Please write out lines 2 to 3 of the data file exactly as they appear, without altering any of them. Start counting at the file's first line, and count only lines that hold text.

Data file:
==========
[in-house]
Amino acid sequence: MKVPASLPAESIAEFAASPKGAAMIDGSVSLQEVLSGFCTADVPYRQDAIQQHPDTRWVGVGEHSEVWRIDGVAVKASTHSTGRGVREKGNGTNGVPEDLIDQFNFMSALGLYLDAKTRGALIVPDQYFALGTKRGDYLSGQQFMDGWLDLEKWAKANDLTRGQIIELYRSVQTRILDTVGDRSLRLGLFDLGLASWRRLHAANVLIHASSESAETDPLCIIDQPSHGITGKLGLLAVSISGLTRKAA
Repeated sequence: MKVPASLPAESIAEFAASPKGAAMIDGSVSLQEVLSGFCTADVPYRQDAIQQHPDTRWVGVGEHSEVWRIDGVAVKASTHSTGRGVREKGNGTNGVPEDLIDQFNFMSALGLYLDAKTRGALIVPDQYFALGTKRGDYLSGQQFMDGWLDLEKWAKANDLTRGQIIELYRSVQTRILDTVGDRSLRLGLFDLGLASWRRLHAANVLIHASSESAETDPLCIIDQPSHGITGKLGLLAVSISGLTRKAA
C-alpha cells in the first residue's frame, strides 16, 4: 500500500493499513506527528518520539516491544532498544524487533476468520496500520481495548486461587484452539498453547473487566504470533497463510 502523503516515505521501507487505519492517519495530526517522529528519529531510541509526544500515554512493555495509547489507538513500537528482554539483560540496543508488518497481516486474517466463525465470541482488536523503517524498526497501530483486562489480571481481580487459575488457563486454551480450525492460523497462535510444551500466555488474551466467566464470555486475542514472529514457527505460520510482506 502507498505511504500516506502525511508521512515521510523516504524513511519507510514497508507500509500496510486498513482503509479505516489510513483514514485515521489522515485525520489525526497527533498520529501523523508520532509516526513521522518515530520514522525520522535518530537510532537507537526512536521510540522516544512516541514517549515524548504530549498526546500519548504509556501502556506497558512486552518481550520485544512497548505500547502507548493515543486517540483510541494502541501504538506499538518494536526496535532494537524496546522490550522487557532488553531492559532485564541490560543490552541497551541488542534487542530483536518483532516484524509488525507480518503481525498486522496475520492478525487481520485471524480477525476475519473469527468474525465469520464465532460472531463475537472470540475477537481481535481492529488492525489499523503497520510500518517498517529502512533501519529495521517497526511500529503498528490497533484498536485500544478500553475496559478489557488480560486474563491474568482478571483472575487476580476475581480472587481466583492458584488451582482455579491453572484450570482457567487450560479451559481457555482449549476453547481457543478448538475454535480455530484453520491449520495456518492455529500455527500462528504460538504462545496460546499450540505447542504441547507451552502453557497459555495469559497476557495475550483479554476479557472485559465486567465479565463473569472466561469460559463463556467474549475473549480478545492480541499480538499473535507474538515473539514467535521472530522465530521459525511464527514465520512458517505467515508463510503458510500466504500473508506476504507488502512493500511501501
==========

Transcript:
Amino acid sequence: MKVPASLPAESIAEFAASPKGAAMIDGSVSLQEVLSGFCTADVPYRQDAIQQHPDTRWVGVGEHSEVWRIDGVAVKASTHSTGRGVREKGNGTNGVPEDLIDQFNFMSALGLYLDAKTRGALIVPDQYFALGTKRGDYLSGQQFMDGWLDLEKWAKANDLTRGQIIELYRSVQTRILDTVGDRSLRLGLFDLGLASWRRLHAANVLIHASSESAETDPLCIIDQPSHGITGKLGLLAVSISGLTRKAA
Repeated sequence: MKVPASLPAESIAEFAASPKGAAMIDGSVSLQEVLSGFCTADVPYRQDAIQQHPDTRWVGVGEHSEVWRIDGVAVKASTHSTGRGVREKGNGTNGVPEDLIDQFNFMSALGLYLDAKTRGALIVPDQYFALGTKRGDYLSGQQFMDGWLDLEKWAKANDLTRGQIIELYRSVQTRILDTVGDRSLRLGLFDLGLASWRRLHAANVLIHASSESAETDPLCIIDQPSHGITGKLGLLAVSISGLTRKAA